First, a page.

1. That sounds great! Without revealing your location, I’m curious what State you chose (if you’re in the US)?

      1. We are north of the 49th Ken.

        The area we chose is not in the mountains, but we are at about 2400 feet. The environment is a transition zone between the prairies and the northern boreal forest, and is referred to as the Parkland. There are lots of lakes in this area but we are high enough there are no problems with flooding. Not in an earthquake zone. Long ways from volcanoes and nuke plants. :)

  6. For about $1,000 I have 180w of solar panels and 2 – 1,000w inverters. The inverters can be easily wired into my home breaker panel, a couple of car batteries wired to the inverters and solar panels to my car batteries. I can’t run heavy loads like the fridge, stove and ac/heat but I have lights, stero, computer usage, ceiling fans, charge all my re-chargables for power tools, flash lights and radios. I also have some smaller panels for barter purpose. These panels are currently in faraday cages to prevent damage should an emp style event, man-made or natural, occur. Otherwise you may as well kiss those babies good-bye.

  7. Long term storage of rice, beans, pasta, crackers, granola bars and so forth, try to store them in glass containers, otherwise you’ll be sharing your largeese with the mice.

    1. Our main pantry is in the house of course and we do not have any rodent problems in the house, but we still use the big plastic containers as well for a lot of non-canned items. We use the rubber maid tubs with snap on lids a lot in the out buildings and have never had rodent problems. We also use a lot of the big 55 gallon plastic drums with lids and snap rings, they work great for storing a lot of stuff in and they keep out any vermin, as do metal barrels with snap rings. The barrels, both metal and plastic, are also pretty good at keeping bears out as well, especially if you secure the snap ring fastener with a bolt.

      Persistent bears end up turning into lard, sausage and bear hams. :)

  8. On the subject of TP, there’s one thing I haven’t seen mentioned. That’s Baby Wipes, or whatever you should call them…..

    They take up allot less space than TP! I buy the big boxes of individual resealable packages of 100. One package only takes up the space of two rolls of tp, but IMO takes the place of 10-15 rolls..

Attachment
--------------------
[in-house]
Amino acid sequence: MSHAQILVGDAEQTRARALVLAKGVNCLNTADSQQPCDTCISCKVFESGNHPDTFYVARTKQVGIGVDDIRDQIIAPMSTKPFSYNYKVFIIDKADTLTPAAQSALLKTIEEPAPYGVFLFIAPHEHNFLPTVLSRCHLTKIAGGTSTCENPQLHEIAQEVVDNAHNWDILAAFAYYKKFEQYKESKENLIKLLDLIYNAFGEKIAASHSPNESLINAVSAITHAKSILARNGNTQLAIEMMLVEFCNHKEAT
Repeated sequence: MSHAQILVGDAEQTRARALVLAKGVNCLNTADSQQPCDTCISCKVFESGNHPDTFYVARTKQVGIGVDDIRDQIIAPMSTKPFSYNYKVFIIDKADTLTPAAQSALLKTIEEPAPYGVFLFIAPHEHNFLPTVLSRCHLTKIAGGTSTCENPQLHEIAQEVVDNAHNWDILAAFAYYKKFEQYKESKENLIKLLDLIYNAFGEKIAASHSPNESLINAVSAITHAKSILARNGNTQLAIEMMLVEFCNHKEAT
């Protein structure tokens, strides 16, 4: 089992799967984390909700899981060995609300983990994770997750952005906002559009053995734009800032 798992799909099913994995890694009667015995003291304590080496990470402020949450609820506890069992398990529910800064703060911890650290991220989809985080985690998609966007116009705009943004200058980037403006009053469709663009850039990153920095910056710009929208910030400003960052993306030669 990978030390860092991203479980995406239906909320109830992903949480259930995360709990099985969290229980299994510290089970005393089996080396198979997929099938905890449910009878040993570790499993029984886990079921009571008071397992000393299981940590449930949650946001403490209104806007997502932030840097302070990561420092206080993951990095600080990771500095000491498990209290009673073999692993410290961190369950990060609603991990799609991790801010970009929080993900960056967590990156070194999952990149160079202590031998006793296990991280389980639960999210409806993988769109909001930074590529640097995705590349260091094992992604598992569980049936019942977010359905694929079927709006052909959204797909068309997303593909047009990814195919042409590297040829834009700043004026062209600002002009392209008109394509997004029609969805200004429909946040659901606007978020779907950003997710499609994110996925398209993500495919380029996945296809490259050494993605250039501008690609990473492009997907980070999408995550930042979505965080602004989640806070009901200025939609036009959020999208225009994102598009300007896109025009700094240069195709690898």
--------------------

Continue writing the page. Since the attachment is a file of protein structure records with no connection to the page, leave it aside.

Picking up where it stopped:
Fluffy TP vs flat stiff TP, yeah, they just want you to buy their TP, I just happen to think baby Wipes leave you feeling a bit Cleaner as well………
    There’s also the countless other uses for them, you can wipe more than your butt with them you know ;)
    From experience: rodents tend to like stored tp for nest, rather than packages of wet wipes…

    Also another is disposable razors…… If you want to play with the swords they used back in the day, be my guest, Id probably end up headless….
    Ive been through a few hurricanes, and electric razors just don’t cut it!

    Its important to feel clean, especially when things are going to hell..
    Again, from experience, being able to shave and “wash up”, if even in pirate fashion, can just make wonders!!

    1. Disposable razors. :)

      I quit shaving a long time ago. My wife trims my beard when she gives me a hair cut. Warmer in winter and keeps the mosquitoes off part of your face in the summer. LOL

      Good info though, for those who simply must have a smooth face. The baby wipes are very handy indeed. Quick clean up. I carry some when I am hunting as you can quickly clean your hands and arms after gutting a moose or an elk…………… and your right, in a pinch you can have a good ‘spit bath’ with them, which does make you feel better when you are ruffing it.

  9. Does the TP in the attic cause it to become dry or brittle? I live in a dry climate and wonder what the intense heat of the attic will do to paper products. Do you have suggestions for how to store?

    1. We store our extra TP and other paper goods in the attic, and we have not noticed any problems. We simply leave it in the original packaging. So far, so good.

  10. Do you have a mail out catalog that we can look at and order food and survival items
    Thank you

    1. @Janetta, We do not directly sell products here, although we do have advertisers that do. Look to the right of this post starting at the top of the page and you will find a variety of suppliers to choose from.